NORMAL — As the American table has created space for more diversity, that doesn't mean there is no longer room for earlier diners.
"Some people on the side of diversity may look down on individuals who are not ready to make those inroads as ignorant or stupid," Lorie Burch told The Pantagraph before delivering the keynote address at Tuesday night's YWCA McLean County Women of Distinction awards banquet.
A record-high 700 people attended the 28th annual event at the Marriott Hotel and Conference Center.
Everyone on all sides of the American political and social spectrum should try to see things from other points of view, Burch said.
The president of the American Business Women's Association (ABWA) board in 2013-14, Burch is a Dallas lawyer who was recognized by ABWA as being among the Top Ten Business Women in 2010.
Her history includes living in Indonesia when she was in eighth and ninth grades.
"Seeing so much diversity, I learned it really is a small world," Burch said. She recognizes that not everyone has had that experience.
"I don't know that I've ever felt such a divide in this country," said Burch, 40. "Politically we're more polarized and … we have elected leaders driven by special interests and not by the people they represent."
Into a national dialogue that is frequently "devoid of civility," Burch recommends "opening our hearts and minds to people who are different from us."
"We need to get more involved in our community," said Burch, co-chair of the Dallas Fort Worth Human Rights Campaign Steering Committee. "I'd like to see our leaders create more dialogue among individuals and do more listening."
"Our futures are inextricably connected," she said. "We need to give dignity and respect to people … to bridge that divide."
During the banquet, eight women were honored as Women of Distinction from among 48 nominees. They were:
Business: Meta Mickens-Baker, an enterprise recruiter with State Farm, who helped to develop and implement State Farm's diversity and inclusion initiatives.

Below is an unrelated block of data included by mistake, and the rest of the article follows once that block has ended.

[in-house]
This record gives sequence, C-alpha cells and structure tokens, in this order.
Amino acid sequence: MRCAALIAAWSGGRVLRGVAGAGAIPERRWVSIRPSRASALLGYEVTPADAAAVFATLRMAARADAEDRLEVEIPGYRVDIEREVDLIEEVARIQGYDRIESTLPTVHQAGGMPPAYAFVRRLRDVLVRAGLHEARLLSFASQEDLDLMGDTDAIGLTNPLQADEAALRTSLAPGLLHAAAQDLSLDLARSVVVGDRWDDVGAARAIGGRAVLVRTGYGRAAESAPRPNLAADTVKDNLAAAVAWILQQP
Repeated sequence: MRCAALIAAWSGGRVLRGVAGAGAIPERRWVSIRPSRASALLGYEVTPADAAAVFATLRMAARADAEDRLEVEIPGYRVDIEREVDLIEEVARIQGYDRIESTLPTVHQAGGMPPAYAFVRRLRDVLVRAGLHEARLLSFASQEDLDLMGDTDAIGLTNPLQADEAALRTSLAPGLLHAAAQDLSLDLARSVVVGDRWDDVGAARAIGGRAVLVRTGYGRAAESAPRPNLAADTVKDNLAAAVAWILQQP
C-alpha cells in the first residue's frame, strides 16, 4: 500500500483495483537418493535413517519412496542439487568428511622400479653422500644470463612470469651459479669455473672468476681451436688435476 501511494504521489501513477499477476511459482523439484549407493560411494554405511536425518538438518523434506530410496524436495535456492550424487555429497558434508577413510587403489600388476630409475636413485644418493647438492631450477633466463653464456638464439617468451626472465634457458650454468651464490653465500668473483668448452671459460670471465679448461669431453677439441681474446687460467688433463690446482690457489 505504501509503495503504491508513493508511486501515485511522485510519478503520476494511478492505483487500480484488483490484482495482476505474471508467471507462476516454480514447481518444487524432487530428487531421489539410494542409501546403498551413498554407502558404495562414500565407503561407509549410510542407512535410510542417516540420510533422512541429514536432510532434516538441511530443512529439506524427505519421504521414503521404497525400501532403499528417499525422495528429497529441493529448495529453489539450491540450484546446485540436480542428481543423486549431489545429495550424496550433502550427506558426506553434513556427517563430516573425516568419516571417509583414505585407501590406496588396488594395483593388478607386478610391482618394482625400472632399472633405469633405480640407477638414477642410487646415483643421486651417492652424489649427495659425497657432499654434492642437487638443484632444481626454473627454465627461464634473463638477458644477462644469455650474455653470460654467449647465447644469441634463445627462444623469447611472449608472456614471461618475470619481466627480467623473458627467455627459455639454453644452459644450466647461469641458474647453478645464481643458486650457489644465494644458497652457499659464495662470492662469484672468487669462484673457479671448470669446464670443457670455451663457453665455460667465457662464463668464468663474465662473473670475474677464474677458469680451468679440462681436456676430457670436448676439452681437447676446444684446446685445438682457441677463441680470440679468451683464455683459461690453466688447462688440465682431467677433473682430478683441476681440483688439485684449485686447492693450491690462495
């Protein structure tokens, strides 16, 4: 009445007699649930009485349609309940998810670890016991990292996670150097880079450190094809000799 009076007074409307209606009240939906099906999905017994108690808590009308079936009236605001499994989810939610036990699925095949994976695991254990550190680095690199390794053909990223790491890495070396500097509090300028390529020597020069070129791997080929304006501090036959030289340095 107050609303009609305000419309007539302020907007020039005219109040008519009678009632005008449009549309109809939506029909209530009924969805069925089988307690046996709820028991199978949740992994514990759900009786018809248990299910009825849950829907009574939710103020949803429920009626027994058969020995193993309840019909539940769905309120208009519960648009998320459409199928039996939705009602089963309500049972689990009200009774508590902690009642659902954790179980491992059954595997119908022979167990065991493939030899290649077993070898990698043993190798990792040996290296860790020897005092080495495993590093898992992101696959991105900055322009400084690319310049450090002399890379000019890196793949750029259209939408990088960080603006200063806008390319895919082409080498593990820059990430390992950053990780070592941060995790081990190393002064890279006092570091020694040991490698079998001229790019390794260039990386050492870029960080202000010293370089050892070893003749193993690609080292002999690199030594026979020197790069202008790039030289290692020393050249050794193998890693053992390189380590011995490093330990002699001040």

Creative arts and entertainment: Ann Bastian White, an actress and member of the Heartland Theatre board, who presented the idea of an acting troupe for seniors.
Education: Stacey Hardin, an assistant professor of special education at Illinois State University, who serves on ISU's diversity task force and is a role model for students.
Professions: Cathy "Cat" Woods, director of finance and business operations for the Community Cancer Center and a community volunteer, who has worked to empower women.
STEM (Science, Technology, Engineering, Math): Ashley Pettit, vice president of systems at State Farm.
Social services: Faye Freeman-Smith, CEO of the Counseling Resource Center and director of student counseling services at Heartland Community College, who is dedicated to increasing awareness about mental illness.
Harriett F. Rust Volunteer Service: Shelleigh Birlingmair, a community volunteer who had a successful banking career before becoming executive director of the Children's Discovery Museum.
Caribel Washington Young Professional: Alicia Whitworth, a community volunteer and director of development at Boys and Girls Club of Bloomington-Normal.
WINGS awards: Women chosen to receive financial support to further their education were Jillian Nicole Cooper-Richardson, Kerstin Ford, April Garcia, Brishaun Hamilton and Tina Zimmerman.